13 Rice & Wexler: SLI are stuck in the Optional Infinitives Stage Extended Optional Infinitive Hypothesis: Children with SLI are just like normal children except that they go through the OI period for a much longer time than normal children, perhaps never really emerging from it. 13

14 Rice & Wexler: SLI are stuck in the Optional Infinitives Stage Prediction for children with SLI: Children with SLI: a. Use OI's in languages where younger normal children do b. Show the same patterns of grammatical knowledge as normal children Wexler, Schaeffer and Bo: In the 6;00-8;02 year range, Dutch children with SLI still had 15% OI's (50 of 334). The OI stage persisted much longer in the children with SLI. 14

15 Rice & Wexler: SLI are stuck in the Optional Infinitives Stage Problem: SLI kids don t just problems with tense and agreement morphology 15

16 SLI nonlinguistic hypotheses Tallal: SLI is a non-language specific deficit in the rate of auditory processing 16

17 Evidence for auditory processing difficulty in SLI (Tallal) Children with SLI have difficulty processing brief or rapidly presented auditory stimuli. Normal children are able to discriminate two 75-msec tones separated by an interstimulus interval (ISI) as short as 8 msec, while individuals with SLI required an ISI exceeding 300 msec to perform the same discrimination at the same level of accuracy. 17

18 Evidence for auditory processing difficulty in SLI (Tallal) The degree of auditory processing deficit correlates with the degree of language comprehension deficit. Early deficits in rapid auditory processing abilities both precede and predict subsequent language delays: At 6-9 months, significant differences in auditory perception between infants born to families with a history of SLI and children without history of SLI Threshold for rapid auditory processing at 7.5 months is the single best predictor of language outcome. At age 3, rapid auditory processing threshold and being male, together predict 39/41% of the variance in language outcome. 18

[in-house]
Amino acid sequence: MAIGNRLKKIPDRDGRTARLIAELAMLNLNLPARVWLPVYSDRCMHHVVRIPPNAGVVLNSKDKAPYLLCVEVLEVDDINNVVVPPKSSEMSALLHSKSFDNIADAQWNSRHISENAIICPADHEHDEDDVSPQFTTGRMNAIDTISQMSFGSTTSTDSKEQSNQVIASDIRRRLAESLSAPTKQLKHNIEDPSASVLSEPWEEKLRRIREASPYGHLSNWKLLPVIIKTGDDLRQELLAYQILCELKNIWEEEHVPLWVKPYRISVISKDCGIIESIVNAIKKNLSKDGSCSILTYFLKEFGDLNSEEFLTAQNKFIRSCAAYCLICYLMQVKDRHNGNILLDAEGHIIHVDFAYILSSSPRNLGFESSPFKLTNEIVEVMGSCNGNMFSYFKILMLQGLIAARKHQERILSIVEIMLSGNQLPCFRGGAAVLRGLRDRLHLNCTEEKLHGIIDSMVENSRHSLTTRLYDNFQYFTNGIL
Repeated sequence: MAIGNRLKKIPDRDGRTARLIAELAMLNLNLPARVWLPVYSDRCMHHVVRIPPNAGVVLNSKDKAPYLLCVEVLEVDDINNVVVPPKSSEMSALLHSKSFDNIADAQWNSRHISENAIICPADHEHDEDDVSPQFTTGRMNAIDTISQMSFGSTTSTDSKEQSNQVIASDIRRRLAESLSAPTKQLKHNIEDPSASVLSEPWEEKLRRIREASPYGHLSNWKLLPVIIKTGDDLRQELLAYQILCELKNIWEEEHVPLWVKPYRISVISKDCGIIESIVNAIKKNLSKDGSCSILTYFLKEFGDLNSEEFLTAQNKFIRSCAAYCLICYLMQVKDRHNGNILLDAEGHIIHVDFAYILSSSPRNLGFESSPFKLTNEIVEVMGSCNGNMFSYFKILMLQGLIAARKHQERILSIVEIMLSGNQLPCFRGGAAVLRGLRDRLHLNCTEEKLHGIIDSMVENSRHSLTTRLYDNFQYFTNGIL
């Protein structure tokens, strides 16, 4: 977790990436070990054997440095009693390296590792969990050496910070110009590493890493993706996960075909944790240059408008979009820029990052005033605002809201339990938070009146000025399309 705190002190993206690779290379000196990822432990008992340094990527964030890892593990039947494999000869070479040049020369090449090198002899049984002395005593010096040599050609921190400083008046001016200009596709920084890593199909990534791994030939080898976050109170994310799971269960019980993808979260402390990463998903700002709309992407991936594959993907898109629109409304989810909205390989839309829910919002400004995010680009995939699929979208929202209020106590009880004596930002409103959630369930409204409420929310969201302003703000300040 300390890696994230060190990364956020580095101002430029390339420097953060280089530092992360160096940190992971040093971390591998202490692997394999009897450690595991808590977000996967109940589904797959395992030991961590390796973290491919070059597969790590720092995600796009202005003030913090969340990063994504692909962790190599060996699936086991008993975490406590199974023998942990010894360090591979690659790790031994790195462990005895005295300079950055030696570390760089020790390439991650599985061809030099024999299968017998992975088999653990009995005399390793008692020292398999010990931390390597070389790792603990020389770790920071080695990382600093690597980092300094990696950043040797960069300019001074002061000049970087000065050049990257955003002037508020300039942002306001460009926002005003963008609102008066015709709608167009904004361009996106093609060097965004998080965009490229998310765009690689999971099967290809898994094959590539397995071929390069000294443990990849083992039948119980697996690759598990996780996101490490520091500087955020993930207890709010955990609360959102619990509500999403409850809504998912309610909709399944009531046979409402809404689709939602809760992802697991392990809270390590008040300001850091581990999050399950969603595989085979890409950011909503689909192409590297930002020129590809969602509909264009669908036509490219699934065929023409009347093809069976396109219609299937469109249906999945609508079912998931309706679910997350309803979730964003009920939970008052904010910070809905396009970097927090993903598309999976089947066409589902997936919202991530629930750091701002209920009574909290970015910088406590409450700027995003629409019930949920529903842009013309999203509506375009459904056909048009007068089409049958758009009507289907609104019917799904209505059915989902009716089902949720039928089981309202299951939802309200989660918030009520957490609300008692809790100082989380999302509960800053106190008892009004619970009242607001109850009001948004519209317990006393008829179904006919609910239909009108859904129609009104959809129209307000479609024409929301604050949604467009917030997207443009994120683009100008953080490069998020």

19 Evidence for auditory processing difficulty in SLI (Tallal) Rapid auditory processing difficult for dyslexics as well (recall: e.g., dyslexic rats) 19

20 Evidence for auditory processing difficulty in SLI (Tallal) So what would be the connection between auditory processing difficulty and having trouble with functional morphology? 20

21 Evidence for auditory processing difficulty in SLI (Tallal) Leonard: it s hard to hear little functional morphemes like ed or s! As a consequence, there are difficulties in learning morphological paradigms. Predicts crosslinguistic differences in SLI profiles. In languages where functional morphemes have more percepetual salience, SLI kids should have less trouble with them. Leonard shows that that s actually true in Hebrew and Italian. Does not follow from the Extended Optional Infinitive Hypothesis! 21

22 SLI genetics SLI seems to have a genetic component It runs in families. The proportion of pairs where both twins are is significantly higher for identical (monozygotic single egg) than for non-identical (dizygotic separate eggs) twins. 22

23 KE family Half of the KE family are affected by SLI. Female Male Shading = Language Impaired 23

24 KE family behavior 24

25 KE family behavior 25

26 KE family behavior Not just language problems. 26

27 KE family brains Watkins et al (2002): In motor and speech-related brain regions, significantly different amounts grey matter in affected family members as compared to unaffected and control groups, which did not differ from each other. Volume of caudate nucleus (part of the basal ganglia) reduced in affected members. Involved in regulating voluntary movements Abnormality also implicated for Attention Deficit Hyperactivity disorder 27

28 KE family genes Vargha-Khadem et al (Science, 2001): In the affected members of the KE family there is a mutation in the gene FOXP2. A language gene? 28